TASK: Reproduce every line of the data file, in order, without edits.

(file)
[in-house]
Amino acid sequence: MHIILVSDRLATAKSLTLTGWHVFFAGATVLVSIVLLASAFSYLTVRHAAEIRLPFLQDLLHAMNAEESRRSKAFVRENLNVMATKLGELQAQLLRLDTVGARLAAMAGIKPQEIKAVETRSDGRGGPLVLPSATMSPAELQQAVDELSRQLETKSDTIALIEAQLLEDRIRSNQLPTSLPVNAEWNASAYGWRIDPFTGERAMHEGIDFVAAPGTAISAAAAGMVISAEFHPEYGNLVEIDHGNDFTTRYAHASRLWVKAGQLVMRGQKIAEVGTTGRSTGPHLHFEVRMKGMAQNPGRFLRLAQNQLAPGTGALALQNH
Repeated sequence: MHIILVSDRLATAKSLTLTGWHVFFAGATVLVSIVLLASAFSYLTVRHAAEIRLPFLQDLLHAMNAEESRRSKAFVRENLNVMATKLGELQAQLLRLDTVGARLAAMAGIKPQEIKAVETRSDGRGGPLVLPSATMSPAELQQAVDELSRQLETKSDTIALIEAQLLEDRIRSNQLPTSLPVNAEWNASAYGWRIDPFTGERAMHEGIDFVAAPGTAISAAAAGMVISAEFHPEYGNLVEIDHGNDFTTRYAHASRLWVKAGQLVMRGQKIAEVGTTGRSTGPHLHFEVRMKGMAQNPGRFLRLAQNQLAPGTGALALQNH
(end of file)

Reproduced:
[in-house]
Amino acid sequence: MHIILVSDRLATAKSLTLTGWHVFFAGATVLVSIVLLASAFSYLTVRHAAEIRLPFLQDLLHAMNAEESRRSKAFVRENLNVMATKLGELQAQLLRLDTVGARLAAMAGIKPQEIKAVETRSDGRGGPLVLPSATMSPAELQQAVDELSRQLETKSDTIALIEAQLLEDRIRSNQLPTSLPVNAEWNASAYGWRIDPFTGERAMHEGIDFVAAPGTAISAAAAGMVISAEFHPEYGNLVEIDHGNDFTTRYAHASRLWVKAGQLVMRGQKIAEVGTTGRSTGPHLHFEVRMKGMAQNPGRFLRLAQNQLAPGTGALALQNH
Repeated sequence: MHIILVSDRLATAKSLTLTGWHVFFAGATVLVSIVLLASAFSYLTVRHAAEIRLPFLQDLLHAMNAEESRRSKAFVRENLNVMATKLGELQAQLLRLDTVGARLAAMAGIKPQEIKAVETRSDGRGGPLVLPSATMSPAELQQAVDELSRQLETKSDTIALIEAQLLEDRIRSNQLPTSLPVNAEWNASAYGWRIDPFTGERAMHEGIDFVAAPGTAISAAAAGMVISAEFHPEYGNLVEIDHGNDFTTRYAHASRLWVKAGQLVMRGQKIAEVGTTGRSTGPHLHFEVRMKGMAQNPGRFLRLAQNQLAPGTGALALQNH